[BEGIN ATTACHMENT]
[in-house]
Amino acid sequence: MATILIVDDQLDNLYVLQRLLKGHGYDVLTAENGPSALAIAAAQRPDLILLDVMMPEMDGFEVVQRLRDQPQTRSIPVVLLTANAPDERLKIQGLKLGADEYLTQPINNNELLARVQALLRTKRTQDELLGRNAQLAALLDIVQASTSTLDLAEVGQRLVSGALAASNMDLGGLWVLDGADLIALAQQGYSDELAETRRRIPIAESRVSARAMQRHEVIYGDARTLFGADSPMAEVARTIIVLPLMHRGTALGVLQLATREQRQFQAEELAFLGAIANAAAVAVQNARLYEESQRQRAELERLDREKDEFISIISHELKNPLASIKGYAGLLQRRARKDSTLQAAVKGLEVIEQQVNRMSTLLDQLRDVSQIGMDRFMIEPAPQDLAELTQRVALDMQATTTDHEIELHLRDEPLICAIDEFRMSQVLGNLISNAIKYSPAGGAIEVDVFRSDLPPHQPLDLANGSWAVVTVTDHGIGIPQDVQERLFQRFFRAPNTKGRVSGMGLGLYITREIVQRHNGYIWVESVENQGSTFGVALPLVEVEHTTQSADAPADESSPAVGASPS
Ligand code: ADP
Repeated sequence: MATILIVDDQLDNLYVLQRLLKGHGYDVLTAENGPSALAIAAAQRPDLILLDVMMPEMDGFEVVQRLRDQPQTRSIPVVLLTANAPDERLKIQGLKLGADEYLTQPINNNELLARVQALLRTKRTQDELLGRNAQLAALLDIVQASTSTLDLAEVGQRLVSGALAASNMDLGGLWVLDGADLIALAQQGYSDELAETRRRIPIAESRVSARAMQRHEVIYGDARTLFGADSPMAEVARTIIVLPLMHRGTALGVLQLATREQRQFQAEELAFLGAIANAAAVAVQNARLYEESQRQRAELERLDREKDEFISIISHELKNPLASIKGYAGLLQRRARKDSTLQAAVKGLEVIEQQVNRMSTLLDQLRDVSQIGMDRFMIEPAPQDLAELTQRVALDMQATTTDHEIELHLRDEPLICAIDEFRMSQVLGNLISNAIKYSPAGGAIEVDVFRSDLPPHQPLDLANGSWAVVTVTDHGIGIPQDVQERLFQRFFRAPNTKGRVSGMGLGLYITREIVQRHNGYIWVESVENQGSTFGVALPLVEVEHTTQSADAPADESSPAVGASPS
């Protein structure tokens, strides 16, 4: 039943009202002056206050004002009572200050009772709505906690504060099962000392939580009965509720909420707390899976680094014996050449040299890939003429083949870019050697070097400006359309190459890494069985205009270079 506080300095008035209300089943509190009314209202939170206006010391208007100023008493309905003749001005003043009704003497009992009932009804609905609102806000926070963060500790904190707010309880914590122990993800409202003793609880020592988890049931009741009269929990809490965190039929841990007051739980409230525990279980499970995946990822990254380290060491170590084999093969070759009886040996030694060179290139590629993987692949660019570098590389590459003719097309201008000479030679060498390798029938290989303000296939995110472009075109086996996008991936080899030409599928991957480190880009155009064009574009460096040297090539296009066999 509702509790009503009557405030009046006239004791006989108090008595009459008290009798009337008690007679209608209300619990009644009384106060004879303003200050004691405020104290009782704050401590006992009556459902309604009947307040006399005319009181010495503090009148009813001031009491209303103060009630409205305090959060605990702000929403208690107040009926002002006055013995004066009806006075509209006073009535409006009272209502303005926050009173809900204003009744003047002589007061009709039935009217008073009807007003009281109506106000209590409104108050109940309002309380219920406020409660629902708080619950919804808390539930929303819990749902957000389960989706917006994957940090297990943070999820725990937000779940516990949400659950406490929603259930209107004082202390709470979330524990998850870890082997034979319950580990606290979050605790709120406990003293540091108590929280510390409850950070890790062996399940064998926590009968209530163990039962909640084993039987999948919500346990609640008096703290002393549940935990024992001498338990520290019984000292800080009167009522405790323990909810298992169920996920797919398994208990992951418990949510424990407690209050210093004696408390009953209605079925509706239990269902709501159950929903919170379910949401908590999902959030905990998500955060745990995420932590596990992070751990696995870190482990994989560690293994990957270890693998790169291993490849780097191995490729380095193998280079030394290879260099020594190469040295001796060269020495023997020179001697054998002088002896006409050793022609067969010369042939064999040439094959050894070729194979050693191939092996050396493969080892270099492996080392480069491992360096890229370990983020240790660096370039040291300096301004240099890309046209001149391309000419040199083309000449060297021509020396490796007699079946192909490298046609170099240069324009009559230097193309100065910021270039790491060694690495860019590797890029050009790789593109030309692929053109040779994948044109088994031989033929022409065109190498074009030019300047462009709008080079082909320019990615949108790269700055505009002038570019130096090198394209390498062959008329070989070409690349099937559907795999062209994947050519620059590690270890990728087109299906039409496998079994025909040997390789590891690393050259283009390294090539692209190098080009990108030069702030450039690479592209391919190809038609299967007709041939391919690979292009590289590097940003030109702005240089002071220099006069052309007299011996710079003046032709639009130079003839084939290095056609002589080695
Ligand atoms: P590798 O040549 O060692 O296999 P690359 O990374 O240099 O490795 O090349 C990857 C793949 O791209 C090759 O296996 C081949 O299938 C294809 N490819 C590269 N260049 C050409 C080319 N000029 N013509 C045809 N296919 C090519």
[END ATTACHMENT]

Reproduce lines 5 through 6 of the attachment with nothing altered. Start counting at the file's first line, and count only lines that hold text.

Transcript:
């Protein structure tokens, strides 16, 4: 039943009202002056206050004002009572200050009772709505906690504060099962000392939580009965509720909420707390899976680094014996050449040299890939003429083949870019050697070097400006359309190459890494069985205009270079 506080300095008035209300089943509190009314209202939170206006010391208007100023008493309905003749001005003043009704003497009992009932009804609905609102806000926070963060500790904190707010309880914590122990993800409202003793609880020592988890049931009741009269929990809490965190039929841990007051739980409230525990279980499970995946990822990254380290060491170590084999093969070759009886040996030694060179290139590629993987692949660019570098590389590459003719097309201008000479030679060498390798029938290989303000296939995110472009075109086996996008991936080899030409599928991957480190880009155009064009574009460096040297090539296009066999 509702509790009503009557405030009046006239004791006989108090008595009459008290009798009337008690007679209608209300619990009644009384106060004879303003200050004691405020104290009782704050401590006992009556459902309604009947307040006399005319009181010495503090009148009813001031009491209303103060009630409205305090959060605990702000929403208690107040009926002002006055013995004066009806006075509209006073009535409006009272209502303005926050009173809900204003009744003047002589007061009709039935009217008073009807007003009281109506106000209590409104108050109940309002309380219920406020409660629902708080619950919804808390539930929303819990749902957000389960989706917006994957940090297990943070999820725990937000779940516990949400659950406490929603259930209107004082202390709470979330524990998850870890082997034979319950580990606290979050605790709120406990003293540091108590929280510390409850950070890790062996399940064998926590009968209530163990039962909640084993039987999948919500346990609640008096703290002393549940935990024992001498338990520290019984000292800080009167009522405790323990909810298992169920996920797919398994208990992951418990949510424990407690209050210093004696408390009953209605079925509706239990269902709501159950929903919170379910949401908590999902959030905990998500955060745990995420932590596990992070751990696995870190482990994989560690293994990957270890693998790169291993490849780097191995490729380095193998280079030394290879260099020594190469040295001796060269020495023997020179001697054998002088002896006409050793022609067969010369042939064999040439094959050894070729194979050693191939092996050396493969080892270099492996080392480069491992360096890229370990983020240790660096370039040291300096301004240099890309046209001149391309000419040199083309000449060297021509020396490796007699079946192909490298046609170099240069324009009559230097193309100065910021270039790491060694690495860019590797890029050009790789593109030309692929053109040779994948044109088994031989033929022409065109190498074009030019300047462009709008080079082909320019990615949108790269700055505009002038570019130096090198394209390498062959008329070989070409690349099937559907795999062209994947050519620059590690270890990728087109299906039409496998079994025909040997390789590891690393050259283009390294090539692209190098080009990108030069702030450039690479592209391919190809038609299967007709041939391919690979292009590289590097940003030109702005240089002071220099006069052309007299011996710079003046032709639009130079003839084939290095056609002589080695
Ligand atoms: P590798 O040549 O060692 O296999 P690359 O990374 O240099 O490795 O090349 C990857 C793949 O791209 C090759 O296996 C081949 O299938 C294809 N490819 C590269 N260049 C050409 C080319 N000029 N013509 C045809 N296919 C090519």